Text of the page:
What matters most.

Posted: January 25th, 2010 | Author: admin | Filed under: Uncategorized | Tags: , , , , , | No Comments »

Last weekend, Number Two was Bar Mitzvah’d. Towards the end of the service, Number One, my wife and I, all had the opportunity to individually address Number Two and the 250 or so people in attendance. I took the podium after they both finished. As the  audience was enjoying my intentionally humorous dialogue, it was abruptly interrupted by something just short of wrestling match, described by one guest as “a refreshing and honest public display of family dysfunction”. Number Two turned off my microphone. Number One hijacked my “flowchart”. And on a live mic, my wife was insisting that my talk was too long. As a consequence, I only got to present the funny stuff, which while enjoyable to the audience, left me a bit unfulfilled.

So this past Saturday night, at a fund raiser, I was given the opportunity to finish my speech. I began by giving the audience the back-story that I provided above.  Then I delivered the ending, and as I always prefer to speak unscripted and spontaneously, this is approximately what I said:

“It doesn’t matter what your job is, how much money you make or how much money is in your bank account. It doesn’t matter what kind of car you drive, how big your house is or what town you live in. It doesn’t matter what your clothes look like or what the labels inside them say. Life by itself is essentially pointless. It is up to you to give it meaning. And all the people we care about, those that are with us today and those that are absent, all our family, all of our friends and our entire community; they are why we are here. We give meaning to each other’s lives. And that is what is truly important. That is what matters most.”

And then with uncharacteristic brevity, I just thanked everyone and left the podium.

So I told my kids what I did and what I said. And they kind of understood the message intellectually but I didn’t think it really resonated to their core. So I asked them this question. “If you were living in Haiti and came home to find a pile of rubble where your house had been, what would you dig for? Would you dig for your ipod or your macbook? For your new shirt or jeans? of course not, you would dig for your family, your friends or anyone else who might have been in the house. And you would not stop digging despite how tired you were or if your fingers were bleeding because those lives are our most important treasures.” And then they got it. They really got it.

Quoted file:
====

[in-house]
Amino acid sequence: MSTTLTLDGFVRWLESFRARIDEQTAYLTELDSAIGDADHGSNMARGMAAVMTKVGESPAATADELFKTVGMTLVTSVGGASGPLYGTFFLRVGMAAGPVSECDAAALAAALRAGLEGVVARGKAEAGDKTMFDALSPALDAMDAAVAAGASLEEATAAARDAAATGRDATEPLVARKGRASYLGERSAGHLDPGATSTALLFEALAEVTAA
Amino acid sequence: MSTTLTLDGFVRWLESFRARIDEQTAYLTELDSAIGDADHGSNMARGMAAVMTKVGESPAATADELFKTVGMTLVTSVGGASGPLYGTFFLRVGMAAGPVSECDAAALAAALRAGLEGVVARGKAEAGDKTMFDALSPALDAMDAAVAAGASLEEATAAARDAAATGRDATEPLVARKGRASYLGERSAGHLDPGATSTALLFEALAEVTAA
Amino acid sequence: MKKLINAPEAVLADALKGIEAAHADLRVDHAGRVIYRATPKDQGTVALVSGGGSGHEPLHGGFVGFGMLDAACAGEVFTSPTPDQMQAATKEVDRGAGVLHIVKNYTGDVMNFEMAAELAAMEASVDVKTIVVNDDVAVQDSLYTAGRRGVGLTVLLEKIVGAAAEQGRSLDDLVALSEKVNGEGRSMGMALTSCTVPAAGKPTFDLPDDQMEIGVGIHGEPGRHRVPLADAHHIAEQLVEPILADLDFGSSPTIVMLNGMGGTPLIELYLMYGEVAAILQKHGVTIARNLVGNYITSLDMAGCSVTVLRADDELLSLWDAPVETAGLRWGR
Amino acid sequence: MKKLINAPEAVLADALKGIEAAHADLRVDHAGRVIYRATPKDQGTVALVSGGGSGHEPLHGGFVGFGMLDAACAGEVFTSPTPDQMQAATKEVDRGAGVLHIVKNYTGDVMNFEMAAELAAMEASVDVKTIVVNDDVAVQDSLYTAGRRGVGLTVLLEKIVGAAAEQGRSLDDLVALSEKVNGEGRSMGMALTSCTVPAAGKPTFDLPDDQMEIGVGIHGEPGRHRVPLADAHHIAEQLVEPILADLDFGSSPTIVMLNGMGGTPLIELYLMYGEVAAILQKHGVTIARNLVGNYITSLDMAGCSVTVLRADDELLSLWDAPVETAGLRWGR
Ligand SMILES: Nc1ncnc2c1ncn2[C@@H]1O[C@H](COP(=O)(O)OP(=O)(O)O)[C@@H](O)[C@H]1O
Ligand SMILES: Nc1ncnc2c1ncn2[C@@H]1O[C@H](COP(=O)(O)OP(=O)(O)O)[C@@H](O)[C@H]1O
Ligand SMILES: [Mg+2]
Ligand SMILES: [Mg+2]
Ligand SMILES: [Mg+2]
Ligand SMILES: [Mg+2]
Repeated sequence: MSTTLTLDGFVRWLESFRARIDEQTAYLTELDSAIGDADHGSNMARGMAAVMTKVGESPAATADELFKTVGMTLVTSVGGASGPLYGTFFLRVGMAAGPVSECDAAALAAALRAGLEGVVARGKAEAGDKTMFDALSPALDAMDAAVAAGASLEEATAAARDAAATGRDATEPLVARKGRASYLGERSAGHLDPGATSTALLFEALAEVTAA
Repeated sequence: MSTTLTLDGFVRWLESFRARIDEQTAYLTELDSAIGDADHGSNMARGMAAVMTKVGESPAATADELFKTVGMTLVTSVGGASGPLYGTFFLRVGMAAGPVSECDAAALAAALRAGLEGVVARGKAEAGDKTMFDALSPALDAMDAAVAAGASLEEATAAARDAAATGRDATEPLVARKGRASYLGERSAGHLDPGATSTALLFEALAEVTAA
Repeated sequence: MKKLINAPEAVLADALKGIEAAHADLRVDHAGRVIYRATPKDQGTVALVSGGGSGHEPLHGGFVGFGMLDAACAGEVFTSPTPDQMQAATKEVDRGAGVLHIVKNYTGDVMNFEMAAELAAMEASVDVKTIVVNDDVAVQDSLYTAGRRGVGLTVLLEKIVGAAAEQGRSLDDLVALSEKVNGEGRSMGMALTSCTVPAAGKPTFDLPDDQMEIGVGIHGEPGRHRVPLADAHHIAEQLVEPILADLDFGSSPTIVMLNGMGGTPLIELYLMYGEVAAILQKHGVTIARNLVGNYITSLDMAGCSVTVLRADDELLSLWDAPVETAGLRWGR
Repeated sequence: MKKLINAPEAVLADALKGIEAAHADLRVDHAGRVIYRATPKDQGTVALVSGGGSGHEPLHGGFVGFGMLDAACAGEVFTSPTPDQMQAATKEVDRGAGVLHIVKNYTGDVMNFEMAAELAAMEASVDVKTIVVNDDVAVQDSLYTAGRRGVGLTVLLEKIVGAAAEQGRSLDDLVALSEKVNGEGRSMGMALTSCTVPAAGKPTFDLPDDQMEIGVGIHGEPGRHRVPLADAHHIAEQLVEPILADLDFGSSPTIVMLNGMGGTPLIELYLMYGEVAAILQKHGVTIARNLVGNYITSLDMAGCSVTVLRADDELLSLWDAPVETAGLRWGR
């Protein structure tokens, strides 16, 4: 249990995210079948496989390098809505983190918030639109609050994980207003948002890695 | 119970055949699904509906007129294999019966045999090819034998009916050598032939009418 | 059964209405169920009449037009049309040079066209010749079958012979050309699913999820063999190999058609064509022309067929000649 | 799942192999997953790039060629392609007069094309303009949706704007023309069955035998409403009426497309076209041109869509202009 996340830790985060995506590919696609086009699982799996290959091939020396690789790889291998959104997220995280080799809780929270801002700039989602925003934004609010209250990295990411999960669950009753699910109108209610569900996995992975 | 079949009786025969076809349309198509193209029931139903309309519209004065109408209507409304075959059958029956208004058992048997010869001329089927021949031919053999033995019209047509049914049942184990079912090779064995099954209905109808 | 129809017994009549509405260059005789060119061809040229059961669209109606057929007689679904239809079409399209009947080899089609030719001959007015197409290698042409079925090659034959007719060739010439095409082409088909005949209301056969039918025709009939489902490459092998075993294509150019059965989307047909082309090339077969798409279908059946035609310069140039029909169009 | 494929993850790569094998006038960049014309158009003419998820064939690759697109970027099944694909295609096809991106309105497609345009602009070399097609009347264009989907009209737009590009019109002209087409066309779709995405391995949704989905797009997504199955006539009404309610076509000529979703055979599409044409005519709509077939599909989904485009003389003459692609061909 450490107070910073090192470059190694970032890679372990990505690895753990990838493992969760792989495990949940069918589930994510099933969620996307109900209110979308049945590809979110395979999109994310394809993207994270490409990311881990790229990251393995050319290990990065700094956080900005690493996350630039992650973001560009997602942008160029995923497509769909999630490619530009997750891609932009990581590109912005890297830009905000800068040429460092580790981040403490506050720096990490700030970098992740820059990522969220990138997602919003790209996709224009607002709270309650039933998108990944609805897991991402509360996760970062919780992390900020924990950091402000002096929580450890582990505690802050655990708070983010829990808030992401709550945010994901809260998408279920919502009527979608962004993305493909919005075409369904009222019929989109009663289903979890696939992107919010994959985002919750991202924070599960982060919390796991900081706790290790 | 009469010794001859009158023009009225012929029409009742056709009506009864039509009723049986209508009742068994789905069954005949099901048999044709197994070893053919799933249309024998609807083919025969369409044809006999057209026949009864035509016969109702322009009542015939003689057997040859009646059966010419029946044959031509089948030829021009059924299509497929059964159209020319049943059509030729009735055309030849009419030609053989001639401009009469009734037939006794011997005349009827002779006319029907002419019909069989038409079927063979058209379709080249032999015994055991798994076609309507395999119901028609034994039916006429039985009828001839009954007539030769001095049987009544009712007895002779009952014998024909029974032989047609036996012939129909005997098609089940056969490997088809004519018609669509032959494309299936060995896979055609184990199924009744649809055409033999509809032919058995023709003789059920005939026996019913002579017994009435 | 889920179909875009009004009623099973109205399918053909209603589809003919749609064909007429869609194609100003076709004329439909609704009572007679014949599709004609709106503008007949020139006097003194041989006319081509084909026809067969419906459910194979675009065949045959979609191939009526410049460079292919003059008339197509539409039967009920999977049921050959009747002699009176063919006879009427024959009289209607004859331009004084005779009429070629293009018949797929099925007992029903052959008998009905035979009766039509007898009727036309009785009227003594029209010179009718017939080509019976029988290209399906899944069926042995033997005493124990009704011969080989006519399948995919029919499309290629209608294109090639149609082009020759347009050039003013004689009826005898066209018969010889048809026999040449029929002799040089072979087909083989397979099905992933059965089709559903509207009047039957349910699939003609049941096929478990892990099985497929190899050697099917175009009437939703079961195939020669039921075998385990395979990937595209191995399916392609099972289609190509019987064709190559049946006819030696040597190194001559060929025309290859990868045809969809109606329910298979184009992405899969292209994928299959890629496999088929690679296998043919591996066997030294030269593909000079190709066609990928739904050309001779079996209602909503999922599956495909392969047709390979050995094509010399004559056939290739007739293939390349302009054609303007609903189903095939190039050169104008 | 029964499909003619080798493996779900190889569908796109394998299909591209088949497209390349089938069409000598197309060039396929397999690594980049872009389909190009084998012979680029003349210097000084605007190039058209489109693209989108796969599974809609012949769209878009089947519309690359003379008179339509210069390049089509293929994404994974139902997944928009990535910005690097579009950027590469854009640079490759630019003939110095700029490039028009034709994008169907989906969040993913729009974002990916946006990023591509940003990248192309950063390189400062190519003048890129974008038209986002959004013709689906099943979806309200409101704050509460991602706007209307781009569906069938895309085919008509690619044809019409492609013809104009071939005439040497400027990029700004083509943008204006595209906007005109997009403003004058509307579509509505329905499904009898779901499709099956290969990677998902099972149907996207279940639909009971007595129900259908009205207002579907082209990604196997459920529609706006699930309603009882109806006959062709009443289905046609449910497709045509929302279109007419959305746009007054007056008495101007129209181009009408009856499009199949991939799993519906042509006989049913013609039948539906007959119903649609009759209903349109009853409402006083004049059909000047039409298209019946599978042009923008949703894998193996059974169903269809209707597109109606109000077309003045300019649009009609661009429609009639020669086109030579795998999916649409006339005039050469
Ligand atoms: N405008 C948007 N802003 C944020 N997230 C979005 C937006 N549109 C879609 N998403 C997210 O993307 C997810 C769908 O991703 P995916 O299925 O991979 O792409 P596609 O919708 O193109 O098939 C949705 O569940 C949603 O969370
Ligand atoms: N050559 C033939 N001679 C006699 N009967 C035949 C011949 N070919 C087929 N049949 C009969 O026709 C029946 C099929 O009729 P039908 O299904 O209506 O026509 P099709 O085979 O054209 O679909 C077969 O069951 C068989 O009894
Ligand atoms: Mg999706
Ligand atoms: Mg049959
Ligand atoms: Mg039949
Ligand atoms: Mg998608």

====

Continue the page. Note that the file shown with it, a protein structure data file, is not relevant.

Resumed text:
The more enduring tragedy of Haiti

Posted: January 18th, 2010 | Author: admin | Filed under: Uncategorized | Tags: , , , | No Comments »

Two weeks ago, 90 percent of the planet could not find Haiti on the map. Two weeks from now, 90 percent of the planet will have forgotten her. Two weeks ago, mothers were feeding their children biscuits made from dirt and cooking oil. Laying them to sleep onto bed-bug infested mats and tattered blankets. The make shift houses, constructed of piled cinder blocks, corrugated steel scrap and whatever else they could scavenge, provided some shelter from the harsh tropical rain but not from the swarms of mosquitoes carrying Dengue Fever, a deadly menace where their only defense is the acrid smoke of burning garbage that hung ever present in the hot, humid tropical air.  Two weeks from now, I can only hope, that they will have that much as the news cycle will have passed her by. And the world will turn its attention elsewhere. And then with out warning, somewhere else, the people who have the least will be beset by another truly horrific occurrence. And the world will come rushing in and slowly fade away. Again. And again.